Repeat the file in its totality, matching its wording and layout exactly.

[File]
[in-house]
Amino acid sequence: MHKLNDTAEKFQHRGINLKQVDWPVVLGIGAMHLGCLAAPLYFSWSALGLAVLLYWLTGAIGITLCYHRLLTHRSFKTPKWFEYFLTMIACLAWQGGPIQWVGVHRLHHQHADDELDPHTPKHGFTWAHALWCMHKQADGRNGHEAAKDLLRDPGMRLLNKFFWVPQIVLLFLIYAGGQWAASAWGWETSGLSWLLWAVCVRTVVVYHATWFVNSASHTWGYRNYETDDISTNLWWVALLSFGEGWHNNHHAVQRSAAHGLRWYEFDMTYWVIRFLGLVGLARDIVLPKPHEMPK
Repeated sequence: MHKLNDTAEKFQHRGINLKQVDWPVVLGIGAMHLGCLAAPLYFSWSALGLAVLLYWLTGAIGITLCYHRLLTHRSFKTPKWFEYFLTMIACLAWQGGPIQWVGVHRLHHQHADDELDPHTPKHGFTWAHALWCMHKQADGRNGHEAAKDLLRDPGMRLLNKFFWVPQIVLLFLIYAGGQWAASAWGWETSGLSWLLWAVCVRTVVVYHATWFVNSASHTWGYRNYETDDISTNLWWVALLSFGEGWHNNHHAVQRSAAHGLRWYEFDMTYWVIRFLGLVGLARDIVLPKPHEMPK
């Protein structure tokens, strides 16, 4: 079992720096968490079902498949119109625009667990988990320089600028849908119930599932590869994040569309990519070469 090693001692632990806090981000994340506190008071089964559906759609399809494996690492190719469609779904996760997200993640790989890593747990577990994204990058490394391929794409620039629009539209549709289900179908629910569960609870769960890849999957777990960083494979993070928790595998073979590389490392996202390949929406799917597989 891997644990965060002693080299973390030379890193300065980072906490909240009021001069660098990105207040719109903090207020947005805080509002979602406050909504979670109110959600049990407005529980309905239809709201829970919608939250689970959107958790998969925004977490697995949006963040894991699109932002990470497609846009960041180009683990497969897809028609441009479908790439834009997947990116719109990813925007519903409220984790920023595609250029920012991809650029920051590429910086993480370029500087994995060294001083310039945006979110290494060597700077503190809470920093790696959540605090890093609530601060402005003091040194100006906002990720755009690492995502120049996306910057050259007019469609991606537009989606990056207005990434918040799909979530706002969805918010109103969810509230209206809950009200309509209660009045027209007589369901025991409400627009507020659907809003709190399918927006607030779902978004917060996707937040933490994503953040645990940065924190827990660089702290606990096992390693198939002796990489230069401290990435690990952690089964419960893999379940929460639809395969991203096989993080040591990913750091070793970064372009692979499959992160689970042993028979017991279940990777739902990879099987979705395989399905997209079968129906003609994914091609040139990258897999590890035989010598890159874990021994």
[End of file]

[in-house]
Amino acid sequence: MHKLNDTAEKFQHRGINLKQVDWPVVLGIGAMHLGCLAAPLYFSWSALGLAVLLYWLTGAIGITLCYHRLLTHRSFKTPKWFEYFLTMIACLAWQGGPIQWVGVHRLHHQHADDELDPHTPKHGFTWAHALWCMHKQADGRNGHEAAKDLLRDPGMRLLNKFFWVPQIVLLFLIYAGGQWAASAWGWETSGLSWLLWAVCVRTVVVYHATWFVNSASHTWGYRNYETDDISTNLWWVALLSFGEGWHNNHHAVQRSAAHGLRWYEFDMTYWVIRFLGLVGLARDIVLPKPHEMPK
Repeated sequence: MHKLNDTAEKFQHRGINLKQVDWPVVLGIGAMHLGCLAAPLYFSWSALGLAVLLYWLTGAIGITLCYHRLLTHRSFKTPKWFEYFLTMIACLAWQGGPIQWVGVHRLHHQHADDELDPHTPKHGFTWAHALWCMHKQADGRNGHEAAKDLLRDPGMRLLNKFFWVPQIVLLFLIYAGGQWAASAWGWETSGLSWLLWAVCVRTVVVYHATWFVNSASHTWGYRNYETDDISTNLWWVALLSFGEGWHNNHHAVQRSAAHGLRWYEFDMTYWVIRFLGLVGLARDIVLPKPHEMPK
């Protein structure tokens, strides 16, 4: 079992720096968490079902498949119109625009667990988990320089600028849908119930599932590869994040569309990519070469 090693001692632990806090981000994340506190008071089964559906759609399809494996690492190719469609779904996760997200993640790989890593747990577990994204990058490394391929794409620039629009539209549709289900179908629910569960609870769960890849999957777990960083494979993070928790595998073979590389490392996202390949929406799917597989 891997644990965060002693080299973390030379890193300065980072906490909240009021001069660098990105207040719109903090207020947005805080509002979602406050909504979670109110959600049990407005529980309905239809709201829970919608939250689970959107958790998969925004977490697995949006963040894991699109932002990470497609846009960041180009683990497969897809028609441009479908790439834009997947990116719109990813925007519903409220984790920023595609250029920012991809650029920051590429910086993480370029500087994995060294001083310039945006979110290494060597700077503190809470920093790696959540605090890093609530601060402005003091040194100006906002990720755009690492995502120049996306910057050259007019469609991606537009989606990056207005990434918040799909979530706002969805918010109103969810509230209206809950009200309509209660009045027209007589369901025991409400627009507020659907809003709190399918927006607030779902978004917060996707937040933490994503953040645990940065924190827990660089702290606990096992390693198939002796990489230069401290990435690990952690089964419960893999379940929460639809395969991203096989993080040591990913750091070793970064372009692979499959992160689970042993028979017991279940990777739902990879099987979705395989399905997209079968129906003609994914091609040139990258897999590890035989010598890159874990021994």